Do You NO?

Theres some wear and tear involved in successfully launching a T-shirt company

Ten years ago, New Orleans resident Ayo Y. Scott and three college friends each put in $35 and launched a small T-shirt company just for fun. “The only thing was, “I was doing everything, and I got tired of that.”

Three years ago, Scott tried again. Taking it more seriously he began making custom screen-printed and hand-painted T-shirts. His design shows tree roots sprouting beneath a stylized fleur-de-lis (a symbol used in European and especially French heraldry that is popular in New Orleans). “I originally created it as a tattoo for myself,” says Scott, who began selling the hand-painted T-shirts for $50 to $60 a pop. As the T-shirts took off and his capital grew, Scott used $3,000 from friends and family to incorporate Noyo Designs and promote his graphic design and artwork, trademark his logo, and mass-produce a line of T-shirts to sell for $35 each.

Enlisting the help and business acumen of his good friend Marc Lundberg, the now 29-year-old Scott launched Noyo clothing in April 2008. Scott says he aspired to make Noyo clothing representative of the “language and culture of the city” by incorporating terminology, people, places, and foods that are uniquely New Orleans.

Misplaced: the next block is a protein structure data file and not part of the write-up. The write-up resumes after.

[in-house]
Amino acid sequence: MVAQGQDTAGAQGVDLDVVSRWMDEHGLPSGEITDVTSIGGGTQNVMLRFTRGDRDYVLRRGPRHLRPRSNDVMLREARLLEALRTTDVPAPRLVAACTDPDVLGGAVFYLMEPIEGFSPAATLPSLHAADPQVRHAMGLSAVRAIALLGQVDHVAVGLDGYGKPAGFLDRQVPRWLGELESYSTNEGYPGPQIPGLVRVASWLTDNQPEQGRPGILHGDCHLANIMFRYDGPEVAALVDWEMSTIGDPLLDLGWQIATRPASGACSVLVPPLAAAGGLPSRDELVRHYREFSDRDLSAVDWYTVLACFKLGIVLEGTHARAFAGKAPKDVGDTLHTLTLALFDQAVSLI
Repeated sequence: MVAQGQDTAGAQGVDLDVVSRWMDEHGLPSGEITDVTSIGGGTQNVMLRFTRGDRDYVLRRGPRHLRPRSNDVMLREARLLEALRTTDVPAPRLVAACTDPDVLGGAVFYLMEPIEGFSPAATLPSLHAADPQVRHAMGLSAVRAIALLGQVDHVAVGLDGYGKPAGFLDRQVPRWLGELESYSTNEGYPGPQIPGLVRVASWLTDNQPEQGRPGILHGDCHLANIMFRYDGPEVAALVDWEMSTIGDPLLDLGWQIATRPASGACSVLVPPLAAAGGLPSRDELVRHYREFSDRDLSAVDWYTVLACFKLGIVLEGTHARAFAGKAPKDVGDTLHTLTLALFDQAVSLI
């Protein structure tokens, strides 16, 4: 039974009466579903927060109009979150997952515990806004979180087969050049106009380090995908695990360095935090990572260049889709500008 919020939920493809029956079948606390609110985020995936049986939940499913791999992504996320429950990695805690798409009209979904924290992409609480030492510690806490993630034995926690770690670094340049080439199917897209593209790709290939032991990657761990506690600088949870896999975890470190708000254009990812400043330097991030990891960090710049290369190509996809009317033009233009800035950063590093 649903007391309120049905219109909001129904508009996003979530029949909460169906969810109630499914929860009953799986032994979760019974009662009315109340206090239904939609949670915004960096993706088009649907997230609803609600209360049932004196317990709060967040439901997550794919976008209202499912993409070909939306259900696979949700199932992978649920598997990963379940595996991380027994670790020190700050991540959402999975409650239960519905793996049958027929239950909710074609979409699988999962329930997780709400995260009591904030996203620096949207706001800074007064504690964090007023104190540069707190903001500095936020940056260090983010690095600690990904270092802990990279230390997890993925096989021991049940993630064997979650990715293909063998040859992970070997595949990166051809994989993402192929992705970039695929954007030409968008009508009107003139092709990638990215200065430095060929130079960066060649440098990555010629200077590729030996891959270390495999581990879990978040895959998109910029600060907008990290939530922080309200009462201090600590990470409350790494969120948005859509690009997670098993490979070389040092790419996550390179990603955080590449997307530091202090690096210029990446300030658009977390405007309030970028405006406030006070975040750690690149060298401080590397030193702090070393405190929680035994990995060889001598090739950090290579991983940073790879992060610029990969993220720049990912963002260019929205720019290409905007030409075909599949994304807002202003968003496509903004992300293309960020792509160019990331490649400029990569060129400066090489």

Translating customer wants into fresh designs that lure buyers away from established brands is critical for any apparel company, says Mike Black Yussuff, vice president of product development and brand management for Headgear Inc., a Virginia Beach, Virginia-based parent company for apparel brands Blac Label Premium and Blac Label Pink. But keep in mind, most customers want what other streetwear companies already sell. “If you just copy that idea, what’s the point?” Yussuff says. “The customer will continue to get that aesthetic from the brand they’re already buying.”

And the Noyo brand has resonated well; Noyo clothing earned $20,000 in 2008 solely through word-of-mouth alone. Scott has since stepped up his marketing efforts but keeps costs low; sending product updates via Facebook and paying $50 to $1,500 for booths at local arts festivals. He also barters graphic design work for help designing and maintaining the Noyo Websites. Currently sold in two retail shops in New Orleans and one in Atlanta, the streetwear line includes embroidered hats and thermal shirts as well as  bandanas. This fall, Scott hired an assistant (on commission-based pay) to bolster his marketing and retail efforts. Year-end revenues approached $30,000; Scott says he’s just past breaking even. Looking at Noyo’s efforts and returns, Scott says, “It might not seem like a lot, but it’s a start.”

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